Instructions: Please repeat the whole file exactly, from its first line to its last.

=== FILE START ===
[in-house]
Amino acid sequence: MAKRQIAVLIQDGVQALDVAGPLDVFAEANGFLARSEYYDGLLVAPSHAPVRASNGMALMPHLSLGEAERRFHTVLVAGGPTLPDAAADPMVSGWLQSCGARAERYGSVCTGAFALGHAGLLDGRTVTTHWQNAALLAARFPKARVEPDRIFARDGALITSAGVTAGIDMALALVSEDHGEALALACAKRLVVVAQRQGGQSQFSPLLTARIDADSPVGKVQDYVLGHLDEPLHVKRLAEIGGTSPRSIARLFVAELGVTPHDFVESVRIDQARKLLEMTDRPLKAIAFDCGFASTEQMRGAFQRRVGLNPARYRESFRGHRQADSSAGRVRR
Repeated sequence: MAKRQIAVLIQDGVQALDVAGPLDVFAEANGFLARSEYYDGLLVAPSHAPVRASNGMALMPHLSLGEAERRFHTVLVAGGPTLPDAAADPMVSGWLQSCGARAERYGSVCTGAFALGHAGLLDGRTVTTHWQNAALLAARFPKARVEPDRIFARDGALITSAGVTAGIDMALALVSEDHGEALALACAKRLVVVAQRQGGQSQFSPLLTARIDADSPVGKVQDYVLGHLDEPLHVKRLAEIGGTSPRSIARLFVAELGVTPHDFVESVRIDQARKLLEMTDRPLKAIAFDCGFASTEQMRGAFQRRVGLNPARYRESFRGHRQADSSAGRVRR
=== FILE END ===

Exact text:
[in-house]
Amino acid sequence: MAKRQIAVLIQDGVQALDVAGPLDVFAEANGFLARSEYYDGLLVAPSHAPVRASNGMALMPHLSLGEAERRFHTVLVAGGPTLPDAAADPMVSGWLQSCGARAERYGSVCTGAFALGHAGLLDGRTVTTHWQNAALLAARFPKARVEPDRIFARDGALITSAGVTAGIDMALALVSEDHGEALALACAKRLVVVAQRQGGQSQFSPLLTARIDADSPVGKVQDYVLGHLDEPLHVKRLAEIGGTSPRSIARLFVAELGVTPHDFVESVRIDQARKLLEMTDRPLKAIAFDCGFASTEQMRGAFQRRVGLNPARYRESFRGHRQADSSAGRVRR
Repeated sequence: MAKRQIAVLIQDGVQALDVAGPLDVFAEANGFLARSEYYDGLLVAPSHAPVRASNGMALMPHLSLGEAERRFHTVLVAGGPTLPDAAADPMVSGWLQSCGARAERYGSVCTGAFALGHAGLLDGRTVTTHWQNAALLAARFPKARVEPDRIFARDGALITSAGVTAGIDMALALVSEDHGEALALACAKRLVVVAQRQGGQSQFSPLLTARIDADSPVGKVQDYVLGHLDEPLHVKRLAEIGGTSPRSIARLFVAELGVTPHDFVESVRIDQARKLLEMTDRPLKAIAFDCGFASTEQMRGAFQRRVGLNPARYRESFRGHRQADSSAGRVRR